Development and application of a III-V surface electron microscope
thesisposted on 17.02.2017 by Zheng, Changxi
In order to distinguish essays and pre-prints from academic theses, we have a separate category. These are often much longer text based documents than a paper.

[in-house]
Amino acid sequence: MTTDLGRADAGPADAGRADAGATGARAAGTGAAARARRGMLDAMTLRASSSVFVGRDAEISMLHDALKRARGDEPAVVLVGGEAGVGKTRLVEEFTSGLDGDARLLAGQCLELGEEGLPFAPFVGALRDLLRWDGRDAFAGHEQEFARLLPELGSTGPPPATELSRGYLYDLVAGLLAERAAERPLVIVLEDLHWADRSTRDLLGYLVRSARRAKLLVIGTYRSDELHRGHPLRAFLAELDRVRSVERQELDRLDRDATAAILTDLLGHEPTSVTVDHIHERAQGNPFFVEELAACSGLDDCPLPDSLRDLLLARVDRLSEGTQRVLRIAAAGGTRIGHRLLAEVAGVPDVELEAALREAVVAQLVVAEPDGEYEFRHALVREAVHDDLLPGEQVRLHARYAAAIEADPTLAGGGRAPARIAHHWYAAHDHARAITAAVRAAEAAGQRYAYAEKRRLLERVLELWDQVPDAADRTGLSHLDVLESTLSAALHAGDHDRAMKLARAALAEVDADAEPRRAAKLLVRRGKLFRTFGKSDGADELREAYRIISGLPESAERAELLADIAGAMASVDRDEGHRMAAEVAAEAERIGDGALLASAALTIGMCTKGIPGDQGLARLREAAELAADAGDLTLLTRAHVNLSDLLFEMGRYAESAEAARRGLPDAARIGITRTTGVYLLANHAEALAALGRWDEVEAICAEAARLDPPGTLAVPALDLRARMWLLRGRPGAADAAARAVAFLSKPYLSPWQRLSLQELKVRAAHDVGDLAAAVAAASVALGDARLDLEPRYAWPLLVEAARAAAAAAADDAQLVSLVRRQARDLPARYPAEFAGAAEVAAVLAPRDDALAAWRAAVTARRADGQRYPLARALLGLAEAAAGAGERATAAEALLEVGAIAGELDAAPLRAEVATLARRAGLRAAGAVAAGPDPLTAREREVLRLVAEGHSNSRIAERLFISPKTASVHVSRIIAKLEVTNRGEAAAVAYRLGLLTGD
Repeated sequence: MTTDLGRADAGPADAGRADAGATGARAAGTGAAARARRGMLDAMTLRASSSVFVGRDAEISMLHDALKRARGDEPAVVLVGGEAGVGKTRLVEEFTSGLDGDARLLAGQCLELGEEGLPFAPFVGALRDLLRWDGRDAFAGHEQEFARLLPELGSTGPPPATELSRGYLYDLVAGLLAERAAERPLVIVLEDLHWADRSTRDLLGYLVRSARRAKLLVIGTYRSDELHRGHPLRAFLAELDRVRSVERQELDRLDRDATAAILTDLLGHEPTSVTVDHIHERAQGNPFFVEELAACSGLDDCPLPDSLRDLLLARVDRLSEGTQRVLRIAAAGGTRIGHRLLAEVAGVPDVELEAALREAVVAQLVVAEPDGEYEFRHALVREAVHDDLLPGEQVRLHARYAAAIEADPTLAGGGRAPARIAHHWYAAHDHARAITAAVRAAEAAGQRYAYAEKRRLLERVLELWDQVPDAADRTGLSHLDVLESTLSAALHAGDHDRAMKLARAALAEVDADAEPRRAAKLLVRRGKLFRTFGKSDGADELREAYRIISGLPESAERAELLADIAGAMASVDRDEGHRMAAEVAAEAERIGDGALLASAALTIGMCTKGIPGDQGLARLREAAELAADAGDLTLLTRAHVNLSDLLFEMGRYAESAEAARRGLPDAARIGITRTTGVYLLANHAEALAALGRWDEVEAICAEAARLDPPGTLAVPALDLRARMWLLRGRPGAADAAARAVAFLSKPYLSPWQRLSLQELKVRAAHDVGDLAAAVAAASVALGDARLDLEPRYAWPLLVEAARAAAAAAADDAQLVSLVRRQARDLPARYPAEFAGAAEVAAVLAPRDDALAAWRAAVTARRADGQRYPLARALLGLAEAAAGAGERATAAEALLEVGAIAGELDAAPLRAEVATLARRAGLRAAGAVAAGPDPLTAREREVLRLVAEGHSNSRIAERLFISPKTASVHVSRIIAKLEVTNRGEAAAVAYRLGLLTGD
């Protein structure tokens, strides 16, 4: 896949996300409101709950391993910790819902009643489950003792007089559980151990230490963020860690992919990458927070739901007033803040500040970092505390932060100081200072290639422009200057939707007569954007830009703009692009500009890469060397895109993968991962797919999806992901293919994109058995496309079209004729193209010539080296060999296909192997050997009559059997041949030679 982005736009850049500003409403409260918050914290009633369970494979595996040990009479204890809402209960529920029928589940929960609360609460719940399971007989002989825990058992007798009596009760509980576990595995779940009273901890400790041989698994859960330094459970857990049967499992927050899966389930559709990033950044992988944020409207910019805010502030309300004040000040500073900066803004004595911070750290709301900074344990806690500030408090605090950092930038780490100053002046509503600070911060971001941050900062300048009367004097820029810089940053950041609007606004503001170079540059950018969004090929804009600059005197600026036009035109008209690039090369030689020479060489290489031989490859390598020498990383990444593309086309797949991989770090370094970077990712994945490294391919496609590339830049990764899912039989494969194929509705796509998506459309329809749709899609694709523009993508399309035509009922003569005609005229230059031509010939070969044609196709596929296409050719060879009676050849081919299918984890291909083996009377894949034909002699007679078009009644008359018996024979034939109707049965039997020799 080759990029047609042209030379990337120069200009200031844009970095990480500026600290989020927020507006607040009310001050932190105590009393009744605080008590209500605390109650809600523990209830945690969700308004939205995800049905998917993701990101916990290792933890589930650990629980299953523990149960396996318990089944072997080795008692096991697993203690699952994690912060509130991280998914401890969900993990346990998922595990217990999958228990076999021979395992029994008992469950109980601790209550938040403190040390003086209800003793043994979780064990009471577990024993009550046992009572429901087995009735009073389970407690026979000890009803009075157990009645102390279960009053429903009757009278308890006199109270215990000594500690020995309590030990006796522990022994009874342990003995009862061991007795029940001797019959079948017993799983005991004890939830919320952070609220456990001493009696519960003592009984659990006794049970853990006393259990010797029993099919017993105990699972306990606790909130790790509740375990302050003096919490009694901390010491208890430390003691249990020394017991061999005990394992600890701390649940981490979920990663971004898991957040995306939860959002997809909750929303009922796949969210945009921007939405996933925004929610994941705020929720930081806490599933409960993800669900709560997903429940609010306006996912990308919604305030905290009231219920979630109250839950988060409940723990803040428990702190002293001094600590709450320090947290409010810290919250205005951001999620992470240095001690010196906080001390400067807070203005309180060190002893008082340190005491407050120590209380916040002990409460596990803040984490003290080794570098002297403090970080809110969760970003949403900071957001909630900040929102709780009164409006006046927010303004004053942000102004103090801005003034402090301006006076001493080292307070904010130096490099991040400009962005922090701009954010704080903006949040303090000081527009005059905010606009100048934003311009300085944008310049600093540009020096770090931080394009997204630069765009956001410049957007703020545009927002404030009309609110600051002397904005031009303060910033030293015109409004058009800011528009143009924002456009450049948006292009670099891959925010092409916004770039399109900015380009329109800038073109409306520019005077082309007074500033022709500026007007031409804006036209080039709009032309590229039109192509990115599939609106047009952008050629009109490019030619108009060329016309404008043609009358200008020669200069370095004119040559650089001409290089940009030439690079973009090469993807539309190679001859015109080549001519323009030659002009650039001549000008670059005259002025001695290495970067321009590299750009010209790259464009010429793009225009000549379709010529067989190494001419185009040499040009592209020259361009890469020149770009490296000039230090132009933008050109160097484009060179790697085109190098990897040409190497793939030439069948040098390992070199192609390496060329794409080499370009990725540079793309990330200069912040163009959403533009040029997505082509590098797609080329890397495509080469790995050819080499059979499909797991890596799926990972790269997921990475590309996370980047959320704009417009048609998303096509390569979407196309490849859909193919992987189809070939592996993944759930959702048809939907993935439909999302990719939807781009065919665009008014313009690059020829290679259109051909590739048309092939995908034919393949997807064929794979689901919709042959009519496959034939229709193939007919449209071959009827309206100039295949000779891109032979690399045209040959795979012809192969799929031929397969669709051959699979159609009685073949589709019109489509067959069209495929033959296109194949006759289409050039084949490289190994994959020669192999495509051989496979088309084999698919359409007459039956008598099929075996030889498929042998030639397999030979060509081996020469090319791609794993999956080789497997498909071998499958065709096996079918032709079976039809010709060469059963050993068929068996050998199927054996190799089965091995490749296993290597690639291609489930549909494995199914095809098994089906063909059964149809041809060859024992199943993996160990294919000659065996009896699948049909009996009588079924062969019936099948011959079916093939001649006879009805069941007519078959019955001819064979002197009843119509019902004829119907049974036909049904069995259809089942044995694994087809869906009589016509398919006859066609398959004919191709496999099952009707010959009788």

GaAs based communication and optoelectronic devices are widely used in our daily lives. Applications range from mobile phones and satellite communications to laser pointers, printers, barcode readers and DVD players. The components making up these devices are composed of thin layers of III-V semiconductor material, the thicknesses of which must be finely controlled. This is achieved by growing such layers via molecular beam epitaxy (MBE) with atomic layer precision. In addition to current technologies, the long-term research objective in III-V materials is to utilise variants of MBE to fabricate new quantum structures of nanoscale dimensions for new device applications. However, despite this current and future technological importance, the real-space imaging of III-V MBE surface growth dynamics is restricted by the presence of large incident As flux which restricts the use of conventional imaging techniques. To address this issue, the main goal of this thesis is therefore to develop a unique surface electron microscope to study the surface dynamics of III-V materials in real-time during MBE growth. The thesis begins with the design and development of a III-V low energy electron microscope (LEEM). The incorporation of III-V MBE and a high As flux, in particular, required numerous modifications to a commercial LEEM instrument (Elmitec LEEM III). These are described in detail in Chapter 2. Following the development of the LEEM it is important to understand the contrast associated with quantum structure formation. With this in mind, theories of mirror electron microscopy (MEM) were developed and experimentally verified using Ga droplets and their associated surface trails as convenient test objects. This work resulted in the development of the Laplacian and caustic theories of MEM imaging which is fully described in Chapters 3, 4 and 5. Finally, based on the advances in instrumental development and imaging, proof-of-principle applications were undertaken to confirm that III-V and other materials could be investigated under high As flux. These included the control of the GaAs (001) congruent evaporation temperature by As flux (Chapter 6), the asymmetric coalescence of Ga droplets during Langmuir evaporation (Chapter 7), and the dynamic behaviour of As on Si(111) at high temperatures (Chapter 8).